3. If the doctor doesn’t mention the idea, suggesting the concept to the doctor of a “window” in the recovery from the first accident while the second accident recovery was in progress.  This helped work with both insurance companies to make clear agreement about who was paying for what and when.  This helped the first insurance company know what to expect, and to realize they would be resuming responsibility for medical treatment costs after the recovery milestone was reached.
  4. Asking about total recovery in percentages after resuming the treatment just for the remaining first accident injuries, helped keep things straight with the insurance company.  Ongoing conversation about status of recovery with the doctor and claims adjuster helped keep everyone’s expectations and timelines clear.
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June 14th is Flag Day – Happy Birthday, Sis!

After having a couple of previous injuries, three serious car accidents, a work comp fall down stairs on the job, and two slip and fall injuries, personal experiences helped clarify the impact of an accident injury on overall lupus condition and general health.  It seems that if both adjusters and doctors had not been part of the conversations during recovery, proving diagnosis of increased lupus activity due to the traumatic injury would have been much harder.  It seemed better for everyone to be involved in ongoing discussion about the degree pre-accident health had be reached.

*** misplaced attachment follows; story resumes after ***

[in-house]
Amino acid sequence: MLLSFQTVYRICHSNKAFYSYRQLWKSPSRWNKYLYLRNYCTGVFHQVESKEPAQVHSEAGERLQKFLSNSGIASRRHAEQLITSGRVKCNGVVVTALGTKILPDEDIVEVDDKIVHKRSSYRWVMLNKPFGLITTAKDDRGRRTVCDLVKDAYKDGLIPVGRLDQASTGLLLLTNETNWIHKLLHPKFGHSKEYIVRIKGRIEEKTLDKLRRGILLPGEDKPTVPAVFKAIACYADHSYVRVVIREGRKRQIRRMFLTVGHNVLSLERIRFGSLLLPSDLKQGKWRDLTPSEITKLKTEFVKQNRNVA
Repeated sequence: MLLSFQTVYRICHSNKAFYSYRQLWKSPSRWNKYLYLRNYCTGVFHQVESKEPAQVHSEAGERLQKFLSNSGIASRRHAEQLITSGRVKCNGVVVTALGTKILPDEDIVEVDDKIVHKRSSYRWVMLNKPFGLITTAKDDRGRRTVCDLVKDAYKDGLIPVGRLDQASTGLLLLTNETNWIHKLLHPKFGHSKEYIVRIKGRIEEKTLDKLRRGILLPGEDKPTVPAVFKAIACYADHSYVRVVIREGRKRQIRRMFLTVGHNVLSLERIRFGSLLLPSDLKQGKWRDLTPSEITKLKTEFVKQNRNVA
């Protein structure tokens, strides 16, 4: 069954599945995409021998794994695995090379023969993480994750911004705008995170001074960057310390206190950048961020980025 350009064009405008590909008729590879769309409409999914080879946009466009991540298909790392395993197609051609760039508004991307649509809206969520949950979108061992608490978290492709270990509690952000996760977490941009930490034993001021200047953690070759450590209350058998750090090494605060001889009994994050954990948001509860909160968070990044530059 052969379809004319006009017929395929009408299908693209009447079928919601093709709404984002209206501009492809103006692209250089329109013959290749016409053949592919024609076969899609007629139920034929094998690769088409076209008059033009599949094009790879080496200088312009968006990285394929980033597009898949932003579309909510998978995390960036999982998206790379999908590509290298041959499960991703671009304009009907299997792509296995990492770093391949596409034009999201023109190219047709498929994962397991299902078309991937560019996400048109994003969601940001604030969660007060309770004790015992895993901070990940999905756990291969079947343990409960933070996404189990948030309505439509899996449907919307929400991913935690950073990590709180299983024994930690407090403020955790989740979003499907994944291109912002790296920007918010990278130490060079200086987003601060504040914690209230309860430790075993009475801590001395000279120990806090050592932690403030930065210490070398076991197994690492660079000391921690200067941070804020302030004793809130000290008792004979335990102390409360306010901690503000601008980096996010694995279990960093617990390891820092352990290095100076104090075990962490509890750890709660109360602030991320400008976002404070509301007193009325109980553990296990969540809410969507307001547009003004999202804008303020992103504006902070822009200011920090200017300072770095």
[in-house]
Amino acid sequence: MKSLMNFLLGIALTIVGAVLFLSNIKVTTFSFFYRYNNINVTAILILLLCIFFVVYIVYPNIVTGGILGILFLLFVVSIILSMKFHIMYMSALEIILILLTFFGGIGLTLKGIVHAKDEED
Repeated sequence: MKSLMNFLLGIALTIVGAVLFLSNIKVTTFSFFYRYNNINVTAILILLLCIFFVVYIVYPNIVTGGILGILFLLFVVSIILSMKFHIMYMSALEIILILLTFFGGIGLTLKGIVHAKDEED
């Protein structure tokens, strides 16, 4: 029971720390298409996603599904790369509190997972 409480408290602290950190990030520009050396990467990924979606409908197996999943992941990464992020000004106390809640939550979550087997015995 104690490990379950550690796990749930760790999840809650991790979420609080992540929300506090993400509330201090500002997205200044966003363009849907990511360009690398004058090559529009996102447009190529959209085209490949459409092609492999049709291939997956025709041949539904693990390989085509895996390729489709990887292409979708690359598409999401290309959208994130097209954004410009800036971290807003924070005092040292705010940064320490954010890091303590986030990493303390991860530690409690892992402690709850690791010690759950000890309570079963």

Of course, with lupus or any autoimmune disease, there is no “back to normal”, but with good communication, it can become clear when near “normal” health was regained.  Each day, no matter what it brings, is a glorious new day to be alive, what ever “normal” ends up being.

Returning from East Coast Lupus Adventures

thDDSVWJG3After all the fun traveling from Arizona to Philadelphia for the 2015 GSK Lupus Blogger Summit, life and reality always have their return.  The high point was stepping off the plane 10 minutes earlier than expected and calling on the cell phone to find out my husband was already almost at the airport.  It is so nice when you have those moments that remind you that the one you miss, misses you, too!  After leaving the east coast at noon it was eight when a suitcase and tired girl slipped into the pickup truck.

Hungry and tired, we stopped off at a coffee shop for comfort food, pie and a coke, did some catching up.  A friend was working last night, and waited on our table, and with the sodas, placed a fresh red carnation table in front of me with the gentle explanation, “a flower for you.”  That was sweet and a welcoming thought after a long, flight weary day.  Tummies full and spirits a little revived, we were thankful to be together and soon ready for the last five-minute trip home.

Exhaustion overtook both of us, and after a quick shower blasted away the grime of taxicabs, airports, and airplanes, sleep arrived almost instantaneously.  The night passed nearly as quickly, ending abruptly with the welcome smell of fresh coffee on the bed table beside me.  Leaning on the pile of pillows he tossed my direction from the nearby bench, eyelids drooped off to moments of sleep and husband’s chatter between sips from a warm caffeine-filled mug.